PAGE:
I’m in a dead-end job and feel a real need to make a career change.
My employer is reorganizing the department and probably going to offer
most people a package. I see this as my chance to get out and do something
different. So what should I do — and what should I not do? I already have
a tentative job offer from an old boss and am thinking of taking it once I
get the package. Your advice?
The Career Doctor responds:
What should you do? If you are seriously thinking of changing careers — not just jobs
or employers — what you should not do is jump at the first opportunity that comes your way.
One of the most common mistakes career-changers make especially those who are
being forced to make a change through some sort of corporate restructuring is to grab
hold of the first job offer that comes your way. I don’t mean to imply that it might be a
bad offer but why not take the time to see what other opportunities are out there
especially if you have a severance package? You need to evaluate whether you want
to stay in your current career or make a switch to something different.
What are some of the other career-change mistakes to avoid?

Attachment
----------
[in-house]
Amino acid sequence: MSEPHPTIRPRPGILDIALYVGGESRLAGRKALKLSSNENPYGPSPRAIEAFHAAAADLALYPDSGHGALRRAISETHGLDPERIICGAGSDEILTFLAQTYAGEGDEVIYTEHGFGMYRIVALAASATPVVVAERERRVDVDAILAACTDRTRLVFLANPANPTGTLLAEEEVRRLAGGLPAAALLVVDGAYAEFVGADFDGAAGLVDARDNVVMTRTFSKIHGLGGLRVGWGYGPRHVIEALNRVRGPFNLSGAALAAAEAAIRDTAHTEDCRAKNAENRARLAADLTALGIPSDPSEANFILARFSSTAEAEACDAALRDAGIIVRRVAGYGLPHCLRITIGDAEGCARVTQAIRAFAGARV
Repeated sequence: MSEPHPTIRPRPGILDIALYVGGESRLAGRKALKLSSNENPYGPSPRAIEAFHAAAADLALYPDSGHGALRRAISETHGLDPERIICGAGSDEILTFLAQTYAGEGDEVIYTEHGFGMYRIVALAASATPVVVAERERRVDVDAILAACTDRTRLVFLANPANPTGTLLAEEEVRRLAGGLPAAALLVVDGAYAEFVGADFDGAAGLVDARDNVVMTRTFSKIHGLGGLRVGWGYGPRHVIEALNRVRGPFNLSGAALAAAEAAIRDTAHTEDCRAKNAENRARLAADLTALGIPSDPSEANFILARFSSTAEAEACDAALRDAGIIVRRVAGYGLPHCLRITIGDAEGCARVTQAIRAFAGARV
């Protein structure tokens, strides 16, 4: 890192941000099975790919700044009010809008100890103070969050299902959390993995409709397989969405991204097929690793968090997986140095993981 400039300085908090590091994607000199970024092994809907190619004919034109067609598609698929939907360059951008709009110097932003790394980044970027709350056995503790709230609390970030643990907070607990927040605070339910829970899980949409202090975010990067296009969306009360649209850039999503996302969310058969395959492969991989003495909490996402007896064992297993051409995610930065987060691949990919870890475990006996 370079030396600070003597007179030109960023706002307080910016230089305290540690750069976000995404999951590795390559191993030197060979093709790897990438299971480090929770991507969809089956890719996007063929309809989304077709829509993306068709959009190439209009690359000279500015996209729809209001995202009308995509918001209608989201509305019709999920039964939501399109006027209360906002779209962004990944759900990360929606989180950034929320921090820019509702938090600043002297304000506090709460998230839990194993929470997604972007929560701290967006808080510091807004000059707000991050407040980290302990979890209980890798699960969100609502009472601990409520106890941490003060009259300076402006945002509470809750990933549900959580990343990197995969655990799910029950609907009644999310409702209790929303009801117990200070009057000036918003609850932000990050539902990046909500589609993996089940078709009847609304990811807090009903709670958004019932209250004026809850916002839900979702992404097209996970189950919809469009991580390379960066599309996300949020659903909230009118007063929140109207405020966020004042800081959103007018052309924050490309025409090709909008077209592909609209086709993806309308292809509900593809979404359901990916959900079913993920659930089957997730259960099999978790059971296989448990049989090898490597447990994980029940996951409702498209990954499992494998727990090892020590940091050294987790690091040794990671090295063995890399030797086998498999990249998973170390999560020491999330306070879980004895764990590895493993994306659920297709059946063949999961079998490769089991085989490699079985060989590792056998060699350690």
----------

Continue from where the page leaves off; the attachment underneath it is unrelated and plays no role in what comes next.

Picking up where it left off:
- Making a career change without a plan. A successful career change can
often take months to accomplish when you have a strategy — and even longer without one.
- Changing careers because you hate your job. Don’t make the mistake of
confusing hating your current job (or employer) with hating your current career.
- Making a career change based solely on money/benefits. Certain careers
are more financially rewarding than others but that doesn’t mean they are right for you.
- Changing careers because of outside pressure. Don’t let your parents family
or significant other influence your career choice; you need to live it not them.
- Attempting a career change without a new network and mentor. Making a
career change alone is nearly impossible so once you have identified a new
career field start making new network contacts.
- Changing careers without examining all the possibilities. Take the time to conduct
research on numerous career fields so that you can find the best one to fit your current situation.
- Making a career change without assessment of likes/dislikes. Self-assessment
and self-reflection are critical to career change success.
- Changing careers based on the success of others. Just because your best friend
is doing well in a certain career does not mean that you will also do well.
- Making a career change without necessary experience/education. One of the keys
to successful career change is gaining experience in your new career field; and in
some cases further education or training may be necessary.
- Changing careers without updating your job-search skills/techniques. If it’s been
a while since you were in the job market take the time to update and polish your job-hunting skills.
You can read more details about these 10 mistakes in this article published on
Quintessential Careers: 10
Career Change Mistakes to Avoid.
And find lots of great resources and tools in the career
change resources section of Quintessential Careers.